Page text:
Travel: In the Coast Range, there’s bare pavement on the highways this morning with pass temperatures 35-40F; partly cloudy today and 60-65F. Valley destinations are expecting mostly sunny skies, the thermometer rising to 65F. The Columbia River Gorge forecast calls for mostly sunny, east winds 5-10 mph, high of 65F. For the Cascades, possible icy spots in the passes this morning, temps are 30-35F; partly cloudy today, the free air freezing level is 10,000 feet. Outlook for weekend travelers is dry tonight and tomorrow, then probable wet roads Saturday night through Sunday night with the Cascades snow level dropping to 6,500-7,500 feet, which would be well above the highway passes.

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Marine: Seas are still up around 9 feet at 14 seconds this morning with ENE winds 10 knots. A Small Craft WON SCAAdvisory for hazardous seas is in effect until noon. The swell should be subsiding to 8 feet later today but N winds increasing to 10-15 knots gusting 20. Tonight, the breeze veers to NE 5-10 knots and swells fall further to 6 feet at 12 seconds. SE winds are expected tomorrow, 10-15 knots gusting 20, swells down to 5 feet. Outlook is for southerlies 10-20 knots Sunday through Tuesday with seas rebuilding to 7-10 feet. Always check the latest Bar Reports before you venture offshore.

Notice to Mariners… On Chart 18520, relocate NOAA Environmental Lighted Buoy 46050 (Stonewall Bank) from 44-37-27.123N, 124-29-59.675W to new position 44-39-22.000N, 124-31-33.000W and change symbol to yellow open buoy from super buoy, Y “46050” Fl (4) Y 20s.

On the Beach… Mostly cloudy, breezy, surf 6-8 feet (moderate).
* For a safe and enjoyable time on the Central Coast, the Oregon Parks & Recreation Department offers these Beach Safety Tips.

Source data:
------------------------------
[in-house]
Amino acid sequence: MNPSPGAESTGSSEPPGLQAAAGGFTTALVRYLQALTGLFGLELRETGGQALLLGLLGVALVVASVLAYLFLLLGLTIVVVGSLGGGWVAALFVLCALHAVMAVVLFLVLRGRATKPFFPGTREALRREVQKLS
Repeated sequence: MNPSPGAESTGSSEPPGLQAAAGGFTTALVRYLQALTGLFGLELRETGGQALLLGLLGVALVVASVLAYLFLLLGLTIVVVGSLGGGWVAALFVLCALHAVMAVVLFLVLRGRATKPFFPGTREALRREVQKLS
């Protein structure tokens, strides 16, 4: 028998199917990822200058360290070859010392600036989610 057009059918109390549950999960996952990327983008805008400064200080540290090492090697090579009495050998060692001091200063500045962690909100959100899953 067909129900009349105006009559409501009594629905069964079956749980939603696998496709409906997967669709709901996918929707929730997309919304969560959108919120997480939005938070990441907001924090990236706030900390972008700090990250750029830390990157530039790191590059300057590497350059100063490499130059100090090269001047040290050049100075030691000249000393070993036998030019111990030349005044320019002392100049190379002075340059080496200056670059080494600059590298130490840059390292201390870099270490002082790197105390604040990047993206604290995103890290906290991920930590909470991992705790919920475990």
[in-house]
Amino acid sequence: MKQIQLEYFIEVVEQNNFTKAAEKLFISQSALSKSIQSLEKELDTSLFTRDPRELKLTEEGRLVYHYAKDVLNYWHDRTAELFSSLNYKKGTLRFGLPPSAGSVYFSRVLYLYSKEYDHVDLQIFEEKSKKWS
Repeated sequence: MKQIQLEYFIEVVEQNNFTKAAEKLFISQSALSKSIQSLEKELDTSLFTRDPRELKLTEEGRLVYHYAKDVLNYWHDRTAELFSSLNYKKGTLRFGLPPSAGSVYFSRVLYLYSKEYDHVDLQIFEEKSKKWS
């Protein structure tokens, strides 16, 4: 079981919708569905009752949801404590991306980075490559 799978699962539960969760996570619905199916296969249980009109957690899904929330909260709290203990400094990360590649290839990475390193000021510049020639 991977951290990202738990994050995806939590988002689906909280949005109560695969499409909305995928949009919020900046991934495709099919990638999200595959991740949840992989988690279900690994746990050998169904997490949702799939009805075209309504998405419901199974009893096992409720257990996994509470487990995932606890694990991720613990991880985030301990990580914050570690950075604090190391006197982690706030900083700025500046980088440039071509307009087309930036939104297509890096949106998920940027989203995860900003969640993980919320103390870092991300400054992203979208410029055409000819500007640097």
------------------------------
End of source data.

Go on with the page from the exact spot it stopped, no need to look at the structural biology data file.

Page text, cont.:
* Tides
10/23 Fri 09:39 AM 7.66 H
10/23 Fri 03:38 PM 1.97 L
10/23 Fri 09:43 PM 7.37 H
10/24 Sat 03:53 AM 0.66 L

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In Short: Partial clearing, moderate winds, then cloudy, rain and unsettled.

 Posted by at 7:46 AM

Living Well With Chronic Conditions – Samaritan Coastal Clinic Offers Help

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Oct 222015
 
North Lincoln Hospital Courtesy photo

North Lincoln Hospital
Courtesy photo

Workshop teaches practical skills for managing chronic disease

Do you, a friend, or family member suffer from an ongoing health condition that causes you to feel scared, frustrated, lonely, or hopeless? Samaritan Coastal Clinic in Lincoln City is hosting a free six-week workshop called Living Well with Chronic Conditions, which will provide practical skills for living a happier and healthier life.

The Living Well self-management workshop will be presented from 9 a.m. to 11:30 a.m., Tuesdays, Nov. 3 through Dec. 15 (except Nov. 24) at the clinic, 825 NW Hwy 101.

Developed by Stanford University School of Medicine, the program teaches how to work with health care providers, manage medications, fitness and relaxation techniques, communication skills, nutrition tips, personal goal-setting, effective problem-solving, improved sleep techniques, fall prevention, and decision-making skills.

Participants are welcome to bring a family member, caregiver or friend to each session. Although there is no charge, pre-registration is requested. To register, call Mitchell Heath at 541-768-6070 or email miheath@samhealth.org.